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The wage system
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Kropotkin, Petr Alekseevich, kni͡azʹ, 1842-1921. The wage system - Image 7. 1920. Special Collections, University of Houston Libraries. University of Houston Digital Library. Web. August 15, 2020. https://digital.lib.uh.edu/collection/scpamp/item/2520/show/2510.

Disclaimer: This is a general citation for reference purposes. Please consult the most recent edition of your style manual for the proper formatting of the type of source you are citing. If the date given in the citation does not match the date on the digital item, use the more accurate date below the digital item.

Kropotkin, Petr Alekseevich, kni͡azʹ, 1842-1921. (1920). The wage system - Image 7. Socialist and Communist Pamphlets. Special Collections, University of Houston Libraries. Retrieved from https://digital.lib.uh.edu/collection/scpamp/item/2520/show/2510

Disclaimer: This is a general citation for reference purposes. Please consult the most recent edition of your style manual for the proper formatting of the type of source you are citing. If the date given in the citation does not match the date on the digital item, use the more accurate date below the digital item.

Kropotkin, Petr Alekseevich, kni͡azʹ, 1842-1921, The wage system - Image 7, 1920, Socialist and Communist Pamphlets, Special Collections, University of Houston Libraries, accessed August 15, 2020, https://digital.lib.uh.edu/collection/scpamp/item/2520/show/2510.

Disclaimer: This is a general citation for reference purposes. Please consult the most recent edition of your style manual for the proper formatting of the type of source you are citing. If the date given in the citation does not match the date on the digital item, use the more accurate date below the digital item.

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Compound Item Description
Title The wage system
Series Title Freedom pamphlets, no. 1
Creator (LCNAF)
  • Kropotkin, Petr Alekseevich, kni͡azʹ, 1842-1921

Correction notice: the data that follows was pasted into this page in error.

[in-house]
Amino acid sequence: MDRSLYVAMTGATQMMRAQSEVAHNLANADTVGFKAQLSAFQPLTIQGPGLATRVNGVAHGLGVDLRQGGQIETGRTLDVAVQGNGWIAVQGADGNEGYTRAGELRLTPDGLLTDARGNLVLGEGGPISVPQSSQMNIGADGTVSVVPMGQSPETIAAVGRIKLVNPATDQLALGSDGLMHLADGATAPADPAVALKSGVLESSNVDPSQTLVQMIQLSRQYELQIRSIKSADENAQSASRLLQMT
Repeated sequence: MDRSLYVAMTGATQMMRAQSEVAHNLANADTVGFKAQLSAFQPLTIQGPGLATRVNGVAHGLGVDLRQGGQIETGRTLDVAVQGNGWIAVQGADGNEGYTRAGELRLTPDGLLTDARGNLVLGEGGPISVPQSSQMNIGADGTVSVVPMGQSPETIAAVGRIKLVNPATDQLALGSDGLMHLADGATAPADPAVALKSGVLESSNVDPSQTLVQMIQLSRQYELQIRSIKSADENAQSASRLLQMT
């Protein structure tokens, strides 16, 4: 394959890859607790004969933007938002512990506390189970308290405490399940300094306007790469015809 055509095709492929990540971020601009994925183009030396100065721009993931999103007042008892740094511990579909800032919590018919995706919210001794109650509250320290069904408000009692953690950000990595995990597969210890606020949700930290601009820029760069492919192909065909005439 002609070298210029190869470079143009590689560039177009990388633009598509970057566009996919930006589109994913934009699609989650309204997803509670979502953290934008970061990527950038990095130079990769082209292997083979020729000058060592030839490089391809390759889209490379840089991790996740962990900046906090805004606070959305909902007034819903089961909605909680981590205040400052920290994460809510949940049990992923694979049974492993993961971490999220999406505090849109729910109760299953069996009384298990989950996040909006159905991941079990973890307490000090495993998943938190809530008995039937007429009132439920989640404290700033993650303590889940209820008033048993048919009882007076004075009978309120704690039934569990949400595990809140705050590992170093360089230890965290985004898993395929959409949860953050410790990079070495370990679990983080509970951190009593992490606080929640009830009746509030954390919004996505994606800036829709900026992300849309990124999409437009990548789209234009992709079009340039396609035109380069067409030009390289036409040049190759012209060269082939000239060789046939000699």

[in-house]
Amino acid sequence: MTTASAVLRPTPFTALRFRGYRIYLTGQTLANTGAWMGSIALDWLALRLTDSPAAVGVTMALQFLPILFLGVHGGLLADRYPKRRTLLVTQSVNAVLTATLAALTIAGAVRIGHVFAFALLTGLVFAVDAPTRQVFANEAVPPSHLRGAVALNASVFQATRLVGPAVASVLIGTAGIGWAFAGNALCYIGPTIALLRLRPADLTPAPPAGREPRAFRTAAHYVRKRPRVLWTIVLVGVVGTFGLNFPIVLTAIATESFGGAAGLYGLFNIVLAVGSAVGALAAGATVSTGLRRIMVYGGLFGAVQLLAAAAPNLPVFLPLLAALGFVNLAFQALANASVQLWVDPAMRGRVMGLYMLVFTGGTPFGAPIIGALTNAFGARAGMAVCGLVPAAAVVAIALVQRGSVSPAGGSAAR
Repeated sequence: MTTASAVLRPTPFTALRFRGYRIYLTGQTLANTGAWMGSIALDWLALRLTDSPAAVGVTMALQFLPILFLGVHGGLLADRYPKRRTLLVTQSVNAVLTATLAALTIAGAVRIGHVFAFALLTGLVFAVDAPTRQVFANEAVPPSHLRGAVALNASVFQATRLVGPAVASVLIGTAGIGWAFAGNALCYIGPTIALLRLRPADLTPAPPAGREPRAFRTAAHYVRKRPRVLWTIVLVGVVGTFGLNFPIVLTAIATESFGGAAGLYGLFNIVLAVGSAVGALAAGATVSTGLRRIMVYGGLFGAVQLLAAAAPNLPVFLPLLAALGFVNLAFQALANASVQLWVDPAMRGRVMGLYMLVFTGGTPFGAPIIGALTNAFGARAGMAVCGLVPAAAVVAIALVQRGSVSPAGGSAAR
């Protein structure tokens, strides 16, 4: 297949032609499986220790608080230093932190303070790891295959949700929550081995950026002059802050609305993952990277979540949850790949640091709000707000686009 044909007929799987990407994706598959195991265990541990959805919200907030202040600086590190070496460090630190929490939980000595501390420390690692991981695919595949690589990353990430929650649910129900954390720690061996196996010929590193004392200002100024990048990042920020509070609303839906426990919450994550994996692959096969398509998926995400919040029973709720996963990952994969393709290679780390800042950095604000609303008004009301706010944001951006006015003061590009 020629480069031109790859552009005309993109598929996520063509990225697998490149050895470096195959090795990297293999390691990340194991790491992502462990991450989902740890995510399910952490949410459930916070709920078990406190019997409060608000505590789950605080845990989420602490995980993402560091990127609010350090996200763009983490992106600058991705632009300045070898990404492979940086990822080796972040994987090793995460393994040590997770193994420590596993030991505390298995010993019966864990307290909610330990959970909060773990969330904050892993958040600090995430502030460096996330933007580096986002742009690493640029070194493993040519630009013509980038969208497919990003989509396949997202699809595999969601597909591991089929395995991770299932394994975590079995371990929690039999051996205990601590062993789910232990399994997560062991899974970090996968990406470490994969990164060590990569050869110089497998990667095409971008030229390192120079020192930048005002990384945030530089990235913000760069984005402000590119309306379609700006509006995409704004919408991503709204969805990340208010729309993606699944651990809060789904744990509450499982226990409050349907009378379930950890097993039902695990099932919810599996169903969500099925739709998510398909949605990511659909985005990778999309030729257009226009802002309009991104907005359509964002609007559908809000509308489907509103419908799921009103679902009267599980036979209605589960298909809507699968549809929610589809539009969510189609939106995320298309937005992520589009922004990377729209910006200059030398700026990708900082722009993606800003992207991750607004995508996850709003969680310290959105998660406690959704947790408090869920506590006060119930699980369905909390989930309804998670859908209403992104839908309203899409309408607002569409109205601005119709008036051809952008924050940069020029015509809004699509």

Publisher Freedom Office
Place of Creation (TGN)
  • London, England
Date 1920
Subject.Topical (LCSH)
  • Wages
Genre (AAT)
  • pamphlets
Language English
Type (DCMI)
  • Text
Original Item Extent 15 pages; 18 cm
Original Item Location HD4909.K75 1920
Original Item URL http://library.uh.edu/record=b8304437~S11
Original Collection Socialist and Communist Pamphlets
Digital Collection Socialist and Communist Pamphlets
Digital Collection URL http://digital.lib.uh.edu/collection/scpamp
Repository Special Collections, University of Houston Libraries
Repository URL http://libraries.uh.edu/branches/special-collections
Use and Reproduction Public Domain: This item is in the public domain and may be used freely.
File Name index.cpd
Item Description
Title Image 7
Format (IMT)
  • image/jpeg
File Name uhlib_5016692_006.jpg
Transcript The Wage System. V This is the case in the present middle-class society ; it must be the case in the future society of Collectivism. Yes, but to establish this distinction is to maintain all the inequalities of our existing society. It is to trace out beforehand a demarcation between the worker and those who claim to rule him. It is still to divide society into two clearly defined classes : an aristocracy of knowledge above, a horny-handed democracy below; one class devoted to the service of the other ; one class toiling with its hands to nourish and clothe the other, whilst that other profits by its leisure to learn how to dominate those who toil for it. This is to take the distinctive features of middle-class scciety and sanction them by a social revolution. It is to erect into a principle an abuse which to-day is condemned in the society that is breaking up. We know very well what will be said in answer. We shall be told about " Scientific Socialism." The middle-class economists, and Marx too, will be cited to prove that there is a good reason for a scale of wages, for the " labor force " of the engineer costs society more than the " labor force " of the navvy. And, indeed, have not the economists striven to prove that, if the engineer is paid twenty times more than the navvy, it is because the cost necessary to produce an engineer is more considerable than that necessary to produce a navvy ? And has not Marx maintained that the like distinction between various sorts of manual labor is of equal logical necessity ? He could come to no other conclusion, since he took up Ricardo's theory of value and insisted that products exchange in proportion to the quantity of the work socially necessary to produce them. But we know also how much of all this to believe. We know that if the engineer, the scientist and the doctor are paid to-day ten or a hundred times more than the laborer, and the weaver earns three times as much hs the toiler in the fields and ten times as much as a match girl, it is not because what they receive is in proportion to their various costs of production. Rather it is in proportion to the extent of monopoly in education and in industry. The engineer, the scientist and the doctor' simply draw their profits from their own sort of capital—their degree, their certificates—just as the manufacturer draws a profit from a mill, or as a nobleman used to do from his birth and title. When the employer pays the engineer twenty times more than the workman, he makes this very simple calculation : if an engineer can save him .£4,000 a year in cost of production, he will pay him